OK, let's go to the actual Senate rules on the subject.

https://www.google.com/url?sa=t&rct=...ekoBOEp5mvAx1-

YMMV, but as I read this, no Garlanding is permitted.
Even so, the Senate can vote by a simple majority to "interpret" a rule to mean something else. This is the "nuclear option" that has been used against the filibuster.

Last edited by Lord Feldon; 03-02-2019 at 09:41 PM.
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Old 03-02-2019, 10:38 PM
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Oh. I thought you would be asking whether you can be reelected after an impeachment (and conviction). In that case, it depends on the actual sentencing--you may be barred from seeking federal office again.
I understand that the Constitution provides that the maximum sentence for conviction in an impeachment trial is forfeiture of the office and a lifetime ban on holding any position of trust in the federal government. Has there ever been any discussion on the question of whether that’s also a MINIMUM sentence?
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Old 03-02-2019, 11:01 PM
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I understand that the Constitution provides that the maximum sentence for conviction in an impeachment trial is forfeiture of the office and a lifetime ban on holding any position of trust in the federal government. Has there ever been any discussion on the question of whether that’s also a MINIMUM sentence?

I don't think it's a "minimum," but rather, that it simply does not address the things that lie outside the scope of elected office. If, for instance, Trump were found to have paid Putin's agents to help him hack the election, then Trump would probably be impeached and removed from office, but that's all as far as the Constitution is concerned. The rest of what would happen - a federal trial and prison sentence for Trump - would be the job of the courts, not addressed by the Constitution.

Think of it as what happens to pro athletes like Aaron Hernandez who commit crimes. The NFL can have the athlete banned from the league for life, but the subsequent trial and prison sentence isn't the NFL's business.

Last edited by Velocity; 03-02-2019 at 11:04 PM.
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Old 03-03-2019, 07:29 AM
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The presiding officer of the Senate is extremely weak. Even if, somehow, he showed up and scheduled the trial, the Senate could overrule that by a simple majority. The Senate is the jury in an impeachment trial, but it's also the judge. It determines the facts, the law, and the procedure.



Even so, the Senate can vote by a simple majority to "interpret" a rule to mean something else. This is the "nuclear option" that has been used against the filibuster.
This is true, but getting a majority to go on record as approving shenanigans is really different than McConnell just not letting a vote happen.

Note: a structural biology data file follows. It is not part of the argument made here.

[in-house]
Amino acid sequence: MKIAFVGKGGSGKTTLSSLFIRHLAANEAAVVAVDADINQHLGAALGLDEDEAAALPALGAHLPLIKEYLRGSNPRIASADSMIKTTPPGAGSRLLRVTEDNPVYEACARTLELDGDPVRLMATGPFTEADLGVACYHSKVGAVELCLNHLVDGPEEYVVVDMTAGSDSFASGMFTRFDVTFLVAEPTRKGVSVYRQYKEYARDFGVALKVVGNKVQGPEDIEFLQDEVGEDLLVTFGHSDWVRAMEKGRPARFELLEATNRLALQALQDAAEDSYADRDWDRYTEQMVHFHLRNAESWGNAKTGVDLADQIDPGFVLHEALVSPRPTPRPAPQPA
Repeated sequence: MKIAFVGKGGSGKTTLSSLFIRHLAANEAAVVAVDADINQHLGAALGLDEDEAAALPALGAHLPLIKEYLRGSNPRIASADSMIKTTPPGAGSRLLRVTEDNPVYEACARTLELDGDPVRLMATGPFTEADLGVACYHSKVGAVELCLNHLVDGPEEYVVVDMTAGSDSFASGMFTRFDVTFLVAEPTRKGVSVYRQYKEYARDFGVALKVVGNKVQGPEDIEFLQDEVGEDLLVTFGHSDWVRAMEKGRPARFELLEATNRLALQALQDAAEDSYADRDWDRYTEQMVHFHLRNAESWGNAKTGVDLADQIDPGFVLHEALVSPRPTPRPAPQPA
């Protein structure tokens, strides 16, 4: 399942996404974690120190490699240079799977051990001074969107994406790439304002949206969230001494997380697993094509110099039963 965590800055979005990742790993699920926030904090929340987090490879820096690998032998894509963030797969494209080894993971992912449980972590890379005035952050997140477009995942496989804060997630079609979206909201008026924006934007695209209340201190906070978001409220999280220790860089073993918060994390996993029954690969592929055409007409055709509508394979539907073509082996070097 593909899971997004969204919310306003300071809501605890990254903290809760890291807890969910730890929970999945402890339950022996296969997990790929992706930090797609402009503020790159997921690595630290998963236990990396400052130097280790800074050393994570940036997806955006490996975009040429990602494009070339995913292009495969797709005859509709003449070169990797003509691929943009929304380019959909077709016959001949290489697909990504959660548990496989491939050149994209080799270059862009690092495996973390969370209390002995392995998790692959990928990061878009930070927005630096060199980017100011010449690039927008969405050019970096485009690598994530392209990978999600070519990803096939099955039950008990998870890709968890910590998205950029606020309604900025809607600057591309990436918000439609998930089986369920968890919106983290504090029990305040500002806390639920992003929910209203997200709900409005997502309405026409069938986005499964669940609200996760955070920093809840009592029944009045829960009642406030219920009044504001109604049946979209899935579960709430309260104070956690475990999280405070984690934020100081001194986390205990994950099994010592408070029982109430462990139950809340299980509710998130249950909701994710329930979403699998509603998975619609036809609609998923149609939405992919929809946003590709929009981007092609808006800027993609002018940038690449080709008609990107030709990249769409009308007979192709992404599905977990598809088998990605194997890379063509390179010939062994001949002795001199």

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Old 03-03-2019, 09:51 AM
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Originally Posted by Exapno Mapcase View Post

The wording at the beginning puzzles, however, because modern practice is that a VP who becomes President is the President, not the VP acting with the powers and duties of the President. I suppose this could reflect a temporary raising of the VP through the 25th Amendment, though.
That would be my thought. What if the President is in a coma, but hasn't been removed under the 25th, and the Vice-President is being impeached as acting President? Hard to imagine the scenario, but you have to cover off everything.
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Old 03-03-2019, 11:29 AM
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That would be my thought. What if the President is in a coma, but hasn't been removed under the 25th, and the Vice-President is being impeached as acting President? Hard to imagine the scenario, but you have to cover off everything.
The person being impeached still has that job until the moment of Senate conviction.
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Old 03-05-2019, 11:51 AM
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I understand that the Constitution provides that the maximum sentence for conviction in an impeachment trial is forfeiture of the office and a lifetime ban on holding any position of trust in the federal government. Has there ever been any discussion on the question of whether that’s also a MINIMUM sentence?
IIRC, there was discussion after the impeachment trial of John Pickering of the Senate's discretion in punishment. The Senate quickly decided that a guilty verdict meant automatic removal according to their interpretation of the Constitution.
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Last edited by Saint Cad; 03-05-2019 at 11:51 AM.
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Old 03-05-2019, 12:19 PM
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I don't know if there's precedent at the federal level, but state officials have certainly been impeached and removed from office without being barred from future office. IIRC, Roy Moore was removed from Alabama's Supreme Court not once, but twice.
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Old 03-05-2019, 12:24 PM
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At the federal level, that happened to Judge Alcee Hastings of Florida, in recognition of the inconvenient fact that he'd been acquitted at his criminal corruption trial when the key witness clammed up (the Senate decided he did take the money anyway). The by-then-former judge played the race card and got elected to the House, where he remains today.